His own eLab research is being enhanced through his collaborations with ASU colleagues at the Center for Wireless Information Systems and Computational Architectures — including a new major DARPA-funded computational architecture project — the Power One IC research center and the Flexible Electronics and Display Center.
DARPA typically receives several hundred research proposals each year from applicants for its annual Young Faculty Awards. Ogras’ proposal was one of only two selected in the Wide-Area Sensing category, which drew a particularly high number of applicants.
DARPA’s decision to support his research reflects not only on his own skills, Ogras says, but on the exceptional work that other ASU engineers have done over the years to help the nation achieve its technology innovation goals.
DARPA awards reflect quality research by ASU’s young faculty
Umit Ogras’ DARPA Young Faculty Award is one of three given this year to ASU faculty members. The others went to Sze Zheng Yong, an assistant professor of aerospace and mechanical engineering in the Fulton Schools, and Mahyar Eftekhar, an assistant professor of supply chain management in the W. P. Carey School of Business.
ASU faculty have now won 10 DARPA Young Faculty Awards in the past five years, compared to two between 2006 and 2013.
“These recent awards are a strong testament to the quality of the junior faculty members who have been coming to ASU, particularly the Fulton Schools, in recent years,” says Nadya Bliss, director of ASU Global Security Initiative and a professor of practice in the Fulton Schools.
In 2015, Bliss and Jamie Winterton, GSI’s director of strategy, put together the DARPA Working Group, with Winterton as its chair, to help junior ASU faculty members pursue the career-boosting DARPA awards.
The Young Faculty Awards currently provide up to $250,000 annually for two years, with the option of $500,000 for a third year if projects show promising results.
The awards are especially attractive for researchers “because DARPA is an agency that will give you room to dream big,” Winterton says. “They want researchers to aim high because they are looking for outcomes that will be revolutionary.”
DARPA also “wants solutions to problems that are super-interesting,” Bliss says. Plus, the projects offer opportunities to collaborate with leading researchers in industry and at other prominent research universities.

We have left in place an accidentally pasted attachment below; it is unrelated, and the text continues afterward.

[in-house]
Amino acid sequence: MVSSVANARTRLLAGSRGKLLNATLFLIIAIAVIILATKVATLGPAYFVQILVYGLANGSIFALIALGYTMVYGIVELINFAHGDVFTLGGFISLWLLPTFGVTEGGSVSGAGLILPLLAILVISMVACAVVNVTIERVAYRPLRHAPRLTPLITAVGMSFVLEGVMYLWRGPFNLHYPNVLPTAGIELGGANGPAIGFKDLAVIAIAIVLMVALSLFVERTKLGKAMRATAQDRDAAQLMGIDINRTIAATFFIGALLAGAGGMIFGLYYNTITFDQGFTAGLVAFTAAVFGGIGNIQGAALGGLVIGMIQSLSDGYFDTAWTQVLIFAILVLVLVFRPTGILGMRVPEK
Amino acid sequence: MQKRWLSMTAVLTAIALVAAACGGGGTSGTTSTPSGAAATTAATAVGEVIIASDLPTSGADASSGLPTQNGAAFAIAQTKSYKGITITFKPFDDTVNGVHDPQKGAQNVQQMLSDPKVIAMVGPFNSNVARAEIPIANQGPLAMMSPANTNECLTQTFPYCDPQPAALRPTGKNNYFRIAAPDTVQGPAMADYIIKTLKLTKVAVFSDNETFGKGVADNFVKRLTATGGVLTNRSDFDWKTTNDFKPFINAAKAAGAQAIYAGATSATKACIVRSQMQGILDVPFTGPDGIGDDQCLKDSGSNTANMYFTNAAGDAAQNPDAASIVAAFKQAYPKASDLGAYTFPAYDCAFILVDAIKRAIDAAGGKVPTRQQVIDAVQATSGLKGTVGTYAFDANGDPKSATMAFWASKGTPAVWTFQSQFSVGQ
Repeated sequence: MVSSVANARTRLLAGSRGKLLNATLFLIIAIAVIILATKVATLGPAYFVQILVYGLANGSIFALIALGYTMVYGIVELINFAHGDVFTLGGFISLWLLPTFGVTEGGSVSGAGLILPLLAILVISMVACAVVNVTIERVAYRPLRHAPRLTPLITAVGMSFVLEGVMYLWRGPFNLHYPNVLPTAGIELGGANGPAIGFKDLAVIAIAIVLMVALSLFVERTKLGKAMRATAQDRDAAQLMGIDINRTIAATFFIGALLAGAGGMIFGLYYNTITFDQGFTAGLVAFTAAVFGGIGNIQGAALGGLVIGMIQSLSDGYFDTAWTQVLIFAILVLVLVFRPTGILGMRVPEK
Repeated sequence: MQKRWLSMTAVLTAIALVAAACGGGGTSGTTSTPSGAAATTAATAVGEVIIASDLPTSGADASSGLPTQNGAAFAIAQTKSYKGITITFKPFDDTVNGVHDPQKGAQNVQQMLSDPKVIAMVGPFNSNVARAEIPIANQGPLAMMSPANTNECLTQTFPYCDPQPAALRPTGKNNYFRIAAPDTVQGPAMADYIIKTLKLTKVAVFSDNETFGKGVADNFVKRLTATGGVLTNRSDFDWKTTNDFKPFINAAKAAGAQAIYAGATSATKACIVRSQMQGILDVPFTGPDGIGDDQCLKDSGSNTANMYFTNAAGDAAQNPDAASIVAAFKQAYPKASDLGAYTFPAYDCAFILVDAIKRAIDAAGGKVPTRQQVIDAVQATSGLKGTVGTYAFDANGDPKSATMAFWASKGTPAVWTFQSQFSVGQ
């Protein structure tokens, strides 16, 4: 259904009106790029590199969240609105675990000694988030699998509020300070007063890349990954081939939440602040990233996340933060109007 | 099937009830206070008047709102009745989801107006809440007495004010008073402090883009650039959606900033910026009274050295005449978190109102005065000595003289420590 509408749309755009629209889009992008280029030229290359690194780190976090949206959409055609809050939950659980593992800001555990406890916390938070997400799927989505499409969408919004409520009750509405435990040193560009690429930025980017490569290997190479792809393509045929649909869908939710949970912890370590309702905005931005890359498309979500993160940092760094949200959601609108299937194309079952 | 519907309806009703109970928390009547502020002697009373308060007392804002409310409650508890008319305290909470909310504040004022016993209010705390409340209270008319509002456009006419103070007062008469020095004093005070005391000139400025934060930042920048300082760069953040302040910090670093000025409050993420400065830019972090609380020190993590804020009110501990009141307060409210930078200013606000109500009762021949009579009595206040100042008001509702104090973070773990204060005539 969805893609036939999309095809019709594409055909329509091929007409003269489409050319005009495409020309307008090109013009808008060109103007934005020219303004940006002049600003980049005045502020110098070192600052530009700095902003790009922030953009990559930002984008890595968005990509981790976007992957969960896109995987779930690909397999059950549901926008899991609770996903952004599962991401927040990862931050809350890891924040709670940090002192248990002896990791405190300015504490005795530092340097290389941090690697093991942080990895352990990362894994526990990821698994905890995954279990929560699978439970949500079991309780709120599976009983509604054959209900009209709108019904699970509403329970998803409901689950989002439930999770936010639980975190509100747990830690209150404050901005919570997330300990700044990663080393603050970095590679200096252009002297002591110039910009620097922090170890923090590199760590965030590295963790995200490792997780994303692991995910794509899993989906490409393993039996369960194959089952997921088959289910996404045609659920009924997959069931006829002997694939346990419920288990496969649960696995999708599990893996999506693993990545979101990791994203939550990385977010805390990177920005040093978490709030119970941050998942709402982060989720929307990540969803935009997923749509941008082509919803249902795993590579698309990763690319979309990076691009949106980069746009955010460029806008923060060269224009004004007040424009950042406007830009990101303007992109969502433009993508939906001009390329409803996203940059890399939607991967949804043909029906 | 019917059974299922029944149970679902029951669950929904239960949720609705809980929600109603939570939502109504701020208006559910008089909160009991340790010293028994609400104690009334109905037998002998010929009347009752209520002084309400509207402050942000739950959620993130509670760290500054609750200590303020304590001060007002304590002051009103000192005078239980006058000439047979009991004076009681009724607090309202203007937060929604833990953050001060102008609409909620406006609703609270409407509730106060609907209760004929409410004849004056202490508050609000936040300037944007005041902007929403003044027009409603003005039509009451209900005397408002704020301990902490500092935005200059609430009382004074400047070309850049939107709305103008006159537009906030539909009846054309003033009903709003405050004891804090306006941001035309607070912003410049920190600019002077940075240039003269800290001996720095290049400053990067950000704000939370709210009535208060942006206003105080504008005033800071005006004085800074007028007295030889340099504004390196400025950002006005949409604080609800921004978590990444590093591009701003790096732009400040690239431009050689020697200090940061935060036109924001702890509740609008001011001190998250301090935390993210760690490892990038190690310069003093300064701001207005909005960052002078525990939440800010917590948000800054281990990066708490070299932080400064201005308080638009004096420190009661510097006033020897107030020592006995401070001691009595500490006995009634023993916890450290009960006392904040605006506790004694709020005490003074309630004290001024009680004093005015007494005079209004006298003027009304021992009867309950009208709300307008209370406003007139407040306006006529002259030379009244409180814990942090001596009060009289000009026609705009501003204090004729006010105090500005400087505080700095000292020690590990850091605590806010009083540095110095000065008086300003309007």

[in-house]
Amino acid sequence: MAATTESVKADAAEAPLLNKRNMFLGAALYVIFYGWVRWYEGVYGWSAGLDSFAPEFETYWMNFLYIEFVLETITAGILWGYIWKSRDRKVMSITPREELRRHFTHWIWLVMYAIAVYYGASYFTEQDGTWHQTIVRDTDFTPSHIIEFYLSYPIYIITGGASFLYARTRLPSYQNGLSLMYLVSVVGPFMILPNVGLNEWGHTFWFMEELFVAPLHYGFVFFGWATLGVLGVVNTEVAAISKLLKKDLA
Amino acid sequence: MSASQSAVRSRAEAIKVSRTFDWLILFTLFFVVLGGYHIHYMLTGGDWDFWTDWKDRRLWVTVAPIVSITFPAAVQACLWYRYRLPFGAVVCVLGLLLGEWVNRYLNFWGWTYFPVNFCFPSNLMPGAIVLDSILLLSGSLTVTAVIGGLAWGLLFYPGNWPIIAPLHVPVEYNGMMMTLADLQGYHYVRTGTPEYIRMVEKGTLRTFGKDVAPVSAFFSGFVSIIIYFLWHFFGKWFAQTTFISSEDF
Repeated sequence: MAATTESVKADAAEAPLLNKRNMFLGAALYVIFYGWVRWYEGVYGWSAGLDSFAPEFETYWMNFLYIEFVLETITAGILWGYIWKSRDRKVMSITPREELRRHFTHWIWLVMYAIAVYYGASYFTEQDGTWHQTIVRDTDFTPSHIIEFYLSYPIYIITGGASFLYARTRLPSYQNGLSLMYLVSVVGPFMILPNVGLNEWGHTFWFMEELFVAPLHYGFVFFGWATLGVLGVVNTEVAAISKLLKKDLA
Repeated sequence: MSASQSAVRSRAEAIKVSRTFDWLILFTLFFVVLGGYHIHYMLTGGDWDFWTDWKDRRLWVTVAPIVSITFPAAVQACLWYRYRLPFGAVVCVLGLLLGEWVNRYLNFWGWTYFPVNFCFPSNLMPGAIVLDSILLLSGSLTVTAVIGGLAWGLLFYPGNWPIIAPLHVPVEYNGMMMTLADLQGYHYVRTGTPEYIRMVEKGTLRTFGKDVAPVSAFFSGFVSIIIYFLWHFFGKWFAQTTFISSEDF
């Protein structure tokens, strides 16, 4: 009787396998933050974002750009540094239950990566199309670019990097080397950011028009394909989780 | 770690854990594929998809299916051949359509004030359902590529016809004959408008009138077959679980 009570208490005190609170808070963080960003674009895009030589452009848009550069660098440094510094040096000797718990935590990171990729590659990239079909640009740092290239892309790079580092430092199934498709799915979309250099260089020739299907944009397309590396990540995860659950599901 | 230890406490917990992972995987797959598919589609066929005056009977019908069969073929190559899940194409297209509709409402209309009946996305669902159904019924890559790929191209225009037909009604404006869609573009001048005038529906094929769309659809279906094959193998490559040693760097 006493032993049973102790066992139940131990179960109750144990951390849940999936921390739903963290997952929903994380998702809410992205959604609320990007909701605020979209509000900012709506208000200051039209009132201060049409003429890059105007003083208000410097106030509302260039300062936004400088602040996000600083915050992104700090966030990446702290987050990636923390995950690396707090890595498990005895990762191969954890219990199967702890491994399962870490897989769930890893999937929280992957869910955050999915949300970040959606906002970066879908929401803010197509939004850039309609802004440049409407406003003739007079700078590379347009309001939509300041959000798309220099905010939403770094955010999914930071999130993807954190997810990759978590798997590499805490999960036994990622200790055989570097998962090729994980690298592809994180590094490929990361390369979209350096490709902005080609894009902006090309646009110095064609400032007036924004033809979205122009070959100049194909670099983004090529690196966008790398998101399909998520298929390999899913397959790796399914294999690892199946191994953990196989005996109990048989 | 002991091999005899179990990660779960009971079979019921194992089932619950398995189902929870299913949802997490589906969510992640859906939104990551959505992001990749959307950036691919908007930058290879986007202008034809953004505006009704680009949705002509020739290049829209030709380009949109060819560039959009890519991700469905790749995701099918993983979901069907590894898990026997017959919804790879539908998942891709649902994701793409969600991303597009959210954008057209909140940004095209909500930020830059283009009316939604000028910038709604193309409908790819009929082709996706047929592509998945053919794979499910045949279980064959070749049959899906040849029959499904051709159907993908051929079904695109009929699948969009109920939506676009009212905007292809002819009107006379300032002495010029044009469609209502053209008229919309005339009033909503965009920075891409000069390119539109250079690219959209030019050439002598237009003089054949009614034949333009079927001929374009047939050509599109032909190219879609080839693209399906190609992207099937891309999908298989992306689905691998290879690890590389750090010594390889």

ASU’s DARPA Working Group has been guiding faculty members on how to flesh out research concepts and “frame their ideas in ways that clearly and distinctly solve the kinds of problems DARPA invests in,” Winterton says.
Ogras, Yong and Eftekhar were each coached on preparing their submissions.
Along with composing intriguing narratives about their methods and goals, their proposals “were strong in demonstrating the defense and security applications of their work and in explaining how they would overcome technological challenges,” Winterton says.
Since the DARPA Working Group began its efforts, Winterton and Bliss estimate that ASU has gone from about 30th place to as high as sixth place among universities in the number of DARPA Young Faculty Awards earned by faculty.
Daniel Bliss, a Fulton Schools associate professor of electrical, computer and energy engineering, isn’t surprised Ogras was successful in winning the DARPA award.
In their research collaborations, Daniel Bliss says Ogras “has distinguished himself with his technical abilities, creativity and work ethic.”
He adds that Ogras has a good intuition for how to effectively focus his work on achieving advances that meet the explicit goals of particular research agencies while also showing how the results would provide broader societal benefits beyond the scope of a specific project.
All of those positive traits were exhibited in Ogras’ proposal to DARPA, Daniel Bliss says, “clearly making him an excellent Young Faculty Award candidate.”